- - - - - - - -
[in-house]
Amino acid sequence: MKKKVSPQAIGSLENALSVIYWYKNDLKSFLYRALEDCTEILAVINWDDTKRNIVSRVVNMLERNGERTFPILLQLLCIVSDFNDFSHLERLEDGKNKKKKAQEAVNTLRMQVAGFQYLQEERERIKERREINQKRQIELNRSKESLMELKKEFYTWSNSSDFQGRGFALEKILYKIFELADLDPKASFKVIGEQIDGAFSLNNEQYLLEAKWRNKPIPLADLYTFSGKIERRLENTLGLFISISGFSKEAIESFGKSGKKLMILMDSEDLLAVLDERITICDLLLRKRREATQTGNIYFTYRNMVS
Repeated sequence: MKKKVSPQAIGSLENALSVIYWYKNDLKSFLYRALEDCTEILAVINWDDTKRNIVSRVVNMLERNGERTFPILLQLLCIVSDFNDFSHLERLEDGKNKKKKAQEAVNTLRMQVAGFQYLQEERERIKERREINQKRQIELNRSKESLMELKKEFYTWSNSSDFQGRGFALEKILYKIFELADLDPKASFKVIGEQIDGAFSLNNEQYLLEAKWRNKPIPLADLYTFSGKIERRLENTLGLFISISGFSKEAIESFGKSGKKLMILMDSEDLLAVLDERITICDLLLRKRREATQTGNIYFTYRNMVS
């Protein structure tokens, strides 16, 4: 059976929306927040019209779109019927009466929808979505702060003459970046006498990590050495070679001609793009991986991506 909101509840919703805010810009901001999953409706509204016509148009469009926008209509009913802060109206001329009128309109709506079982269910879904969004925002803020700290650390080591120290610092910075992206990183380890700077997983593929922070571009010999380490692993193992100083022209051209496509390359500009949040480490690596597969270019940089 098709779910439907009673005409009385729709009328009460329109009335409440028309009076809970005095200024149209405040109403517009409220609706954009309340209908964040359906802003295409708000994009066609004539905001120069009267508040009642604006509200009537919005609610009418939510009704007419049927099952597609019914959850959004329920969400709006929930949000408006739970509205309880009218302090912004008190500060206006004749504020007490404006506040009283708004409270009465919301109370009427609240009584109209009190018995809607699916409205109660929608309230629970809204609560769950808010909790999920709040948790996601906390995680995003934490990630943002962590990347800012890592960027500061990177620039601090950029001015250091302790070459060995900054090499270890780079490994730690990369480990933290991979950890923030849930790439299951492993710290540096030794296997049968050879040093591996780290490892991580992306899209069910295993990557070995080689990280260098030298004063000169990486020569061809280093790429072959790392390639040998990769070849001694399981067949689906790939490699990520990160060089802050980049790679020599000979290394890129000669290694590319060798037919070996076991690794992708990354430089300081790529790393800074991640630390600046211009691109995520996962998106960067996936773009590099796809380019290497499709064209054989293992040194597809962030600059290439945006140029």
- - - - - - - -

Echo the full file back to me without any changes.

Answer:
[in-house]
Amino acid sequence: MKKKVSPQAIGSLENALSVIYWYKNDLKSFLYRALEDCTEILAVINWDDTKRNIVSRVVNMLERNGERTFPILLQLLCIVSDFNDFSHLERLEDGKNKKKKAQEAVNTLRMQVAGFQYLQEERERIKERREINQKRQIELNRSKESLMELKKEFYTWSNSSDFQGRGFALEKILYKIFELADLDPKASFKVIGEQIDGAFSLNNEQYLLEAKWRNKPIPLADLYTFSGKIERRLENTLGLFISISGFSKEAIESFGKSGKKLMILMDSEDLLAVLDERITICDLLLRKRREATQTGNIYFTYRNMVS
Repeated sequence: MKKKVSPQAIGSLENALSVIYWYKNDLKSFLYRALEDCTEILAVINWDDTKRNIVSRVVNMLERNGERTFPILLQLLCIVSDFNDFSHLERLEDGKNKKKKAQEAVNTLRMQVAGFQYLQEERERIKERREINQKRQIELNRSKESLMELKKEFYTWSNSSDFQGRGFALEKILYKIFELADLDPKASFKVIGEQIDGAFSLNNEQYLLEAKWRNKPIPLADLYTFSGKIERRLENTLGLFISISGFSKEAIESFGKSGKKLMILMDSEDLLAVLDERITICDLLLRKRREATQTGNIYFTYRNMVS
């Protein structure tokens, strides 16, 4: 059976929306927040019209779109019927009466929808979505702060003459970046006498990590050495070679001609793009991986991506 909101509840919703805010810009901001999953409706509204016509148009469009926008209509009913802060109206001329009128309109709506079982269910879904969004925002803020700290650390080591120290610092910075992206990183380890700077997983593929922070571009010999380490692993193992100083022209051209496509390359500009949040480490690596597969270019940089 098709779910439907009673005409009385729709009328009460329109009335409440028309009076809970005095200024149209405040109403517009409220609706954009309340209908964040359906802003295409708000994009066609004539905001120069009267508040009642604006509200009537919005609610009418939510009704007419049927099952597609019914959850959004329920969400709006929930949000408006739970509205309880009218302090912004008190500060206006004749504020007490404006506040009283708004409270009465919301109370009427609240009584109209009190018995809607699916409205109660929608309230629970809204609560769950808010909790999920709040948790996601906390995680995003934490990630943002962590990347800012890592960027500061990177620039601090950029001015250091302790070459060995900054090499270890780079490994730690990369480990933290991979950890923030849930790439299951492993710290540096030794296997049968050879040093591996780290490892991580992306899209069910295993990557070995080689990280260098030298004063000169990486020569061809280093790429072959790392390639040998990769070849001694399981067949689906790939490699990520990160060089802050980049790679020599000979290394890129000669290694590319060798037919070996076991690794992708990354430089300081790529790393800074991640630390600046211009691109995520996962998106960067996936773009590099796809380019290497499709064209054989293992040194597809962030600059290439945006140029």